Warwickshire – formerly a border region then industrialized

england warwickshire warwick castle

Because of its location between the borders of two kingdoms, Warwickshire had to create a defence against the threat of Danish invasion. This task was carried out by Ethelfleda, “Lady of the Mercians” and daughter of King Alfred, who was responsible for building the first parts of Warwick Castle. Defences against the Danes were also built in Tamworth (Tamworth Castle).

Historically, much of western Warwickshire, including areas now part of Birmingham and the West Midlands, was covered by the Forest of Arden. For this reason, many place names in the north-western part of Warwickshire end in the ending “-in-Arden”. Most of this forest was cut down from the 17th to 19th centuries to provide fuel for industrialization.

The Forest of Arden is a former woodland and culturally defined area in the English West Midlands, which in ancient times and into the early modern period covered large parts of Warwickshire and parts of Shropshire, Staffordshire, the West Midlands, and Worcestershire. It is associated with William Shakespeare as the territory of his youth and the setting for some of his plays.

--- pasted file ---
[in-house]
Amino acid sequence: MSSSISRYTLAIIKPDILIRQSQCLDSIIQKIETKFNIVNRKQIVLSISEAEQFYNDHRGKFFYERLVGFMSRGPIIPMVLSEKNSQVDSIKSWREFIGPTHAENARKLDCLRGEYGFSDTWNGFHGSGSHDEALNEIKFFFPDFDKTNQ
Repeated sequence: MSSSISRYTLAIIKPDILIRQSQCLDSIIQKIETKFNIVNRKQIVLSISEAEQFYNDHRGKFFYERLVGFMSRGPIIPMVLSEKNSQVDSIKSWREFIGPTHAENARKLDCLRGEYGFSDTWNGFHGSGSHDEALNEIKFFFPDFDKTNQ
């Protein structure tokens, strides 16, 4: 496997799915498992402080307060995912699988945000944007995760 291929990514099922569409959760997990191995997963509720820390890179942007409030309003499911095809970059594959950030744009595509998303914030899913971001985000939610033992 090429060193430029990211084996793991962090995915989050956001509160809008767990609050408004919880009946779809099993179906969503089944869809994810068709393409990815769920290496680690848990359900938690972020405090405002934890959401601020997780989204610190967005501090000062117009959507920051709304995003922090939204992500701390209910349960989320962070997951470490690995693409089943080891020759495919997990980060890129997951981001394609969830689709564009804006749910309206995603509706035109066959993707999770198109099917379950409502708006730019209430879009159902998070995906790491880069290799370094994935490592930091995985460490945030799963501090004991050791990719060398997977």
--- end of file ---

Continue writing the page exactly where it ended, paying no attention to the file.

The Forest of Arden area was initially mapped using the Roman roads that conceptually bounded it: to the west by Icknield Street, to the south by the Salt Road (today's Alcester to Stratford Road), to the east by the Fosse Way, and in the North on Watling Street.

During the 18th and 19th centuries Warwickshire became one of the leading industrial counties. The coal mines of northern Warwickshire were among the most productive in the country and fuelled the industrial growth of Coventry and Birmingham.

At the end of the 19th century, Birmingham and Coventry were large industrial cities, so the administrative boundaries had to be changed. In 1889 the administrative county of Warwickshire was formed and Coventry and Birmingham became county boroughs.

Stratford upon Avon - just Shakespeare's birthplace?

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Stratford upon Avon - more than just Shakespeare's birthplace

Although rainy and windy, the English lessons about the city Stratford upon Avon as the birthplace of Shakespeare still in mind, we were tempted to drive to the city, despite the warning of tourist flows from the Far East.


Life | Outdoors